About Learning Outcomes
Talking about learning in terms of learning outcomes is a fundamental part of the design process.
A learning outcome is basically a statement about what you hope learners will be able to do as a result of their learning. So, for example, one learning outcome for this mini-course is:
Learners will be able to articulate connections between their own learning experiences and key concepts in learning theory, particularly active learning, constructivism, and critical pedagogy.
People have many opinions on how to write learning outcomes, but the most important thing to know is that well articulated learning outcomes are observable. This means that you should be able to see some evidence of whether or not learning has happened. To make sure that a learning outcome is observable, it has to have at its heart an observable verb.
To see how this works, compare the following learning outcomes:
1. Learners will understand active learning, constructivism, and social constructivism.
2. Learners will be able to define active learning, constructivism, and social constructivism.
The only difference between these two learning outcomes is the verb. "Define" is an observable action verb, because we can see or hear a learner taking this action by either writing or speaking a definition. The verb "understand," on the other hand, is a bit harder to see and measure. The only way to demonstrate that you "understand" something, is to demonstrate your understanding through some observable action (like writing a definition). With learning outcomes, while we might start with something like "understand" we always want to move toward a more specific, observable action.
Learning Outcomes: Examples and Counter-Examples:
Read through the following slideshow to see examples of specific, observable, and learner-centered learning outcomes. The slideshow also includes a list of commonly used learning-outcome verbs, and checklist for evaluating your learning outcomes.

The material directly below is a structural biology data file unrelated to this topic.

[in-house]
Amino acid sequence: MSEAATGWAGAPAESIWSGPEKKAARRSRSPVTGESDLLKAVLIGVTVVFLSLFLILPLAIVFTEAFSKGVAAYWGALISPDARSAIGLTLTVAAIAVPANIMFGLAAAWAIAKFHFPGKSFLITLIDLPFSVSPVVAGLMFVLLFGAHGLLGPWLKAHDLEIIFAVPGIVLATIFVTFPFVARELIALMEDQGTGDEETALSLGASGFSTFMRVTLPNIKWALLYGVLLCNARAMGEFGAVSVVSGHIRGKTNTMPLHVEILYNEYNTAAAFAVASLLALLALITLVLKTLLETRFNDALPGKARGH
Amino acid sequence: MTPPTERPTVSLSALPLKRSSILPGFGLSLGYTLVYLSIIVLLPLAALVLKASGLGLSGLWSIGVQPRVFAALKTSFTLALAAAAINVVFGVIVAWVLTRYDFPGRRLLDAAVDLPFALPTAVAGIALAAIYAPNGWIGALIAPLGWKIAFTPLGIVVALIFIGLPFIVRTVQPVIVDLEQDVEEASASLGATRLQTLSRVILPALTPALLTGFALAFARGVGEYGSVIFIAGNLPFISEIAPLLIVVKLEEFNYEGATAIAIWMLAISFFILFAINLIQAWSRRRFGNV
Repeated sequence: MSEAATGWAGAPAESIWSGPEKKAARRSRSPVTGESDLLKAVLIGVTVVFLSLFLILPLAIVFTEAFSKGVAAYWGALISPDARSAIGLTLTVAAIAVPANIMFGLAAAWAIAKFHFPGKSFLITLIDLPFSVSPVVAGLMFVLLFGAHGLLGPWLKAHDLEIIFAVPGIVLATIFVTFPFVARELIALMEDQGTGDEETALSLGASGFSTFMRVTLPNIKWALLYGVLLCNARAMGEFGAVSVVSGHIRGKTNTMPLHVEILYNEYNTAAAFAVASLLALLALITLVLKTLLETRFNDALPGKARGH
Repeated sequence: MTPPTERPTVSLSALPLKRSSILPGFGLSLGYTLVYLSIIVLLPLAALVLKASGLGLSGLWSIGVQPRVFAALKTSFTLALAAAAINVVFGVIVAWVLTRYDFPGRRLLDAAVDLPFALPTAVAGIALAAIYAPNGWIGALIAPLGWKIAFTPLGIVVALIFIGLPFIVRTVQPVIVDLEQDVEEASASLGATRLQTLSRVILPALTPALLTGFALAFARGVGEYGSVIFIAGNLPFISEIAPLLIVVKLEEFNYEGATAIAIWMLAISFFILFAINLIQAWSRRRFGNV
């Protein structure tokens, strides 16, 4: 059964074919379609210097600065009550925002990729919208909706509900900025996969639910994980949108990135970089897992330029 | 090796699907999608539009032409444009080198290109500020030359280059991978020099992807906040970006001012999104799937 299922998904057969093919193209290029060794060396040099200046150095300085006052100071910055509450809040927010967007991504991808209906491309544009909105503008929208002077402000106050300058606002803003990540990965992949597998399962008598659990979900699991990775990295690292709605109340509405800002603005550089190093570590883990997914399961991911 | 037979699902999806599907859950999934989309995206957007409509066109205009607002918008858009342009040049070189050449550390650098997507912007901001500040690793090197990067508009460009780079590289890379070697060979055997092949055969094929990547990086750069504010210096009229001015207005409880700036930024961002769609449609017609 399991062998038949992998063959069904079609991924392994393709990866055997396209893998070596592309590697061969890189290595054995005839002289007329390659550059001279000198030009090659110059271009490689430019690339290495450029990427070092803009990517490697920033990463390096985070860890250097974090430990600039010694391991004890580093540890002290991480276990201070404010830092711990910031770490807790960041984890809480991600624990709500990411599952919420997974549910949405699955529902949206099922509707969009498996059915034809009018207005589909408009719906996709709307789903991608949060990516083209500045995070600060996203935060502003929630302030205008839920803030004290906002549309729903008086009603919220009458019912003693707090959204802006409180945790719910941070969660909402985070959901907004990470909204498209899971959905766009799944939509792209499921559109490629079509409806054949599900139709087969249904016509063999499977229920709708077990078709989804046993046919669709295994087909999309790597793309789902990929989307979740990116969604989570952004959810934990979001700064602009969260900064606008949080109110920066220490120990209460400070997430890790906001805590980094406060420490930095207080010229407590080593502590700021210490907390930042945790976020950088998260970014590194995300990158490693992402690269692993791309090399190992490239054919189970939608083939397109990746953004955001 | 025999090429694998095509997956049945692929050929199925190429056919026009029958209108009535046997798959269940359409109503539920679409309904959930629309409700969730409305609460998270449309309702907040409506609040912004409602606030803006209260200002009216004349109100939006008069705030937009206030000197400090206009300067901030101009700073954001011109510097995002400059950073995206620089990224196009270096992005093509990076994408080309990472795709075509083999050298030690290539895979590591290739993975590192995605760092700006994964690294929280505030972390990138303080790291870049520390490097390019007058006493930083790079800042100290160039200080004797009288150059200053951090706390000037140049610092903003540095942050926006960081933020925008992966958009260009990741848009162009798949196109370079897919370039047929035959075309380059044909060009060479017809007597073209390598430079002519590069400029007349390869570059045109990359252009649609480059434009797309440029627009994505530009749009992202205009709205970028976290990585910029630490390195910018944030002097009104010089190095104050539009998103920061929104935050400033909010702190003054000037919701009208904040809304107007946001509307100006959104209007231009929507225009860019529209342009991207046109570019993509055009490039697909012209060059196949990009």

Identifying learning outcomes
Take a look at the empathy mapping activity you did in the previous section.
Look for possible learning outcomes in your empathy map. Try to turn the breakthroughs you identified into learning outcomes. For help, check out Bloom's taxonomy, a popular collection of observable verbs for writing learning outcomes:
Make a list of learning outcomes based on your challenge. Write these down in your notebook and be ready to share with your team!
Reviewing and improving learning outcomes
Work together as a team to review and improve your learning outcomes. You can use the following checklist to make sure your outcomes are specific, observable, and learner-centered.
- Learner Centered: Make sure learners are the focus of the learning outcome by placing them as the subject of the sentence. Watch out for teacher-focused statements (e.g., "I will show...", "I will cover…" or "I will explain") that place the teacher at the center. Re-write teacher-centered statements from a learner's point of view.
- Observable verbs: Replace verbs like "understand," "comprehend," and "know" with more specific and observable verbs. Ask yourself - if learners understand this idea, what could they do to demonstrate their understanding? The answer to that question should help you find an observable verb!
- Get specific: Begin the process of breaking down large and complex learning outcomes into smaller ones. For each learning outcome you write, ask yourself, what are each of the things a learner would need to do to be successful?
Interested in learning more? Check out:
Saunders, L., & Wong, M. A. (2020). Establishing Learning Goals and Outcomes. In Instruction in Libraries and Information Centers. Windsor & Downs Press. https://iopn.library.illinois.edu/pressbooks/instructioninlibraries/chapter/establishing-learning-goals-and-outcomes/
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